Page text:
The designation above is, for those not rabidly following astronomy news, the name of a star that may end up being the biggest scientific discovery of our lifetimes. An article dropped recently on The Atlantic that every SF-nal person should check out. The short form: the Kepler telescope discovered a star called KIC 8462852, which contains a bizarre enough light signature to attract in-depth study from scientists since 2011. Generally light flicker patterns are used to search for planets, but this particular flicker is unlike anything seen before. A paper came out earlier, concluding that the only plausible explanation within our current knowledge is that another star wandered through that system with fantastically good timing, depositing a wreath of comets around KIC. Not impossible, but, apparently, rather implausible. Bigger news: another paper is about to be published suggesting that this light signature is more suggestive of gargantuan, artificial structures orbiting the star. Not conclusive of course, but it is still a bombshell.
Nobody is calling this a definite thing of course. I think all of us are fully aware that we shouldn’t see something strange in the night sky and say, “Hey! Ringworld!” Still, there is an opportunity to find more evidence. And if the evidence mounts? What happens then?
In practical terms, very little I think. KIC 8462852 is 1500 light years away from us, give or take. Thus, we are seeing today events that took place shortly after the fall of Rome. Unless this mysterious race has faster than light travel, and everything we currently know says that FTL is impossible, it will be awhile before they wander over here. Why? Well, the first signals our planet gave out that anyone is here are less than one hundred years old. I’m hazy on whether or not radio/TV waves attenuate over long distances, but even if they are detectable, Flash Gordon episodes aren’t due to KIC 8462852 until 3400 AD or thereabouts. If we decided to meander over and take a look, we’re currently talking about multiple thousands of years. Acceleration to, and slowing down from, an appreciable fraction of the speed of light is still beyond us. We can probably put first contact fears behind us for now, at least for this prospective civilization.
I’m very curious about the possible effects on our society though. A surprisingly large number of people in my fair country have yet to fully process the existence of dinosaurs. How will they deal with a civilization capable of ringing its sun in power satellites while we were still hacking at each other with iron swords? I doubt it would dent religion at all, but there would be entertaining debates over where Jesus/Mohamed/Buddha/etc. fit into a universe where we are no longer God’s only children. Would this bring about the same level of change as the heliocentric solar system did? Would it spur us to greater scientific achievements, knowing that it was already possible for someone else? I don’t give much credit to the idea that we’ll all curl up in an emo ball of malaise because someone else is better than us; that doesn’t seem like the way humanity responds to crisis.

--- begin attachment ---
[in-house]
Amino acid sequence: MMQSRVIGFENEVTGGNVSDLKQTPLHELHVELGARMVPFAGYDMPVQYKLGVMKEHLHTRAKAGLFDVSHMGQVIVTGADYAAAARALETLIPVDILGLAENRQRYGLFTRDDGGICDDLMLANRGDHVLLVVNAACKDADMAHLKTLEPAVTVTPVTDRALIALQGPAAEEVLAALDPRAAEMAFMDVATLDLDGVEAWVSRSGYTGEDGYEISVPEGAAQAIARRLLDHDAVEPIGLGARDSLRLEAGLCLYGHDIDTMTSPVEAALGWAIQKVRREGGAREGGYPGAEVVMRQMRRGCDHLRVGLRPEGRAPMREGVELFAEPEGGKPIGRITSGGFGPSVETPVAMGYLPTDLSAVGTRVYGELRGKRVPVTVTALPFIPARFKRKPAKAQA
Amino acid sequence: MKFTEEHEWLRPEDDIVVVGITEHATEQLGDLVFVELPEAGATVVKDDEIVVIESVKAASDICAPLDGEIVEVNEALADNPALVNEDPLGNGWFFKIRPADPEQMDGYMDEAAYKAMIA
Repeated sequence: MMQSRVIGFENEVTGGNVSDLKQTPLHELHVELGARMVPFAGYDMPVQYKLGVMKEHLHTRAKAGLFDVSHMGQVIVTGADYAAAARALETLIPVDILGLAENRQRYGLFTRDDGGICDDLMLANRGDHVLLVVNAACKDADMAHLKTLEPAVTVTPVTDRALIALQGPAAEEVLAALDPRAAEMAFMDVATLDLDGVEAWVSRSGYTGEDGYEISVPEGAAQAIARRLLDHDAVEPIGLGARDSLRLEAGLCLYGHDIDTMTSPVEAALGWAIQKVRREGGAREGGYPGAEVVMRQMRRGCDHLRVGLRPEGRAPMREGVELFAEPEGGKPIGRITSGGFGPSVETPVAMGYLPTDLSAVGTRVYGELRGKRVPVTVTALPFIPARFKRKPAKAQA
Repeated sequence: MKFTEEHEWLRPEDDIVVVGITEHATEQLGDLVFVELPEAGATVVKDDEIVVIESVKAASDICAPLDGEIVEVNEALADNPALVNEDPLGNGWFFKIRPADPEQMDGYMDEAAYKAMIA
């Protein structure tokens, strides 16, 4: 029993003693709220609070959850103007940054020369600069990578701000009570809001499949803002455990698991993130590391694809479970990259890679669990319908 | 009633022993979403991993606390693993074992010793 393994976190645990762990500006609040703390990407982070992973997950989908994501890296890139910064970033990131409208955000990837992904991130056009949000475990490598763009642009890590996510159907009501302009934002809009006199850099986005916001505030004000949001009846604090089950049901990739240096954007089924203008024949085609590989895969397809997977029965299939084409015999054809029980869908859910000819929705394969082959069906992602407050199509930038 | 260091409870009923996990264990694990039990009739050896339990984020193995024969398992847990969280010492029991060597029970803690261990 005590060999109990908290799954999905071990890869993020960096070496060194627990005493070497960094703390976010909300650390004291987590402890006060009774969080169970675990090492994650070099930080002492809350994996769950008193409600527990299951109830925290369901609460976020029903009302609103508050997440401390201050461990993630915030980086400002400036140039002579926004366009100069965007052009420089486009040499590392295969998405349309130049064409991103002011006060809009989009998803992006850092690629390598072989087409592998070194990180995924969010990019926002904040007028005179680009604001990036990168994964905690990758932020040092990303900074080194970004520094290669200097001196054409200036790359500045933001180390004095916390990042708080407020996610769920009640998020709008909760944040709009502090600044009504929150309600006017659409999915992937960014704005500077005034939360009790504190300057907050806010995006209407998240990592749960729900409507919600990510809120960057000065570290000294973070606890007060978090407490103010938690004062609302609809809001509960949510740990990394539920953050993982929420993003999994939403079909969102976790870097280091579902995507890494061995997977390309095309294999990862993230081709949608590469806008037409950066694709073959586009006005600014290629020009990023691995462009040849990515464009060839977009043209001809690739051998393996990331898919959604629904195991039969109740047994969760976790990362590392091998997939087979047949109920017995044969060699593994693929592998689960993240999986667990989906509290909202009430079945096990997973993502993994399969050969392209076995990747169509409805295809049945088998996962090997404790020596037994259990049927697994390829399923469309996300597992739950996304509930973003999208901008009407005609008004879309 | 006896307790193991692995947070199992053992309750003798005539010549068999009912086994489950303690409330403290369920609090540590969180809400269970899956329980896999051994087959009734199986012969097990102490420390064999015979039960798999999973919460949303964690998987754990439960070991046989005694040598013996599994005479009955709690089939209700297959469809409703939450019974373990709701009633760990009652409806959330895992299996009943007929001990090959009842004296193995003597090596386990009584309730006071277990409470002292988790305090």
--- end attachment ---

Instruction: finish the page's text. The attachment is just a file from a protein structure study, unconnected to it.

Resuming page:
Experts disagree on how we should feel about extraterrestrials. And by “experts,” I mean “SF writers and fans,” because, really, who else is thinking seriously about this? I used to be part of the optimistic bunch that assumed that any civilization who had progressed enough to build Dyson spheres had probably also gotten rid of war, inequality, starvation, and all that sort of thing. It makes some sense, if one charts straight line growth into the future vis a vis how far we as a species have come. More and more though, I find myself aligning with the tribe that assumes that we’ll take most of our warts with us into the future, that enlightenment probably won’t follow naturally on the heels of technology. I think things will get better, but will probably level off at some point.
These groups have directly opposite views of aliens, naturally. The first welcomes First Contact on the assumption that anyone advanced enough to find us will have already put utopia together. The second fears the same Contact, suspecting that it will lead inevitably to subjugation or extinction. While the Culture is a possible future (and one worth hoping for!), imagining what would happen today if a Bronze Age society appeared and said, “Hi folks! Let’s be friends and initiate one-sided trade and technology exchange,” leaves me skeptical. It someone is indeed at KIC 8462852, it may be in our best interests to hold off on the signal flags until we know what we’re potentially dealing with.
I realize that I’m getting a bit ahead of myself here. Still, with all the recent news close to home – water on Mars, details about Pluto, and more – the KIC 8462852 news really stirs the pot. How will we feel if this really is it? What if we know that we aren’t alone? I’m preparing for disappointment, but the thought of something artificial orbiting a (barely) visible star is enough to fire up the wildest imaginings.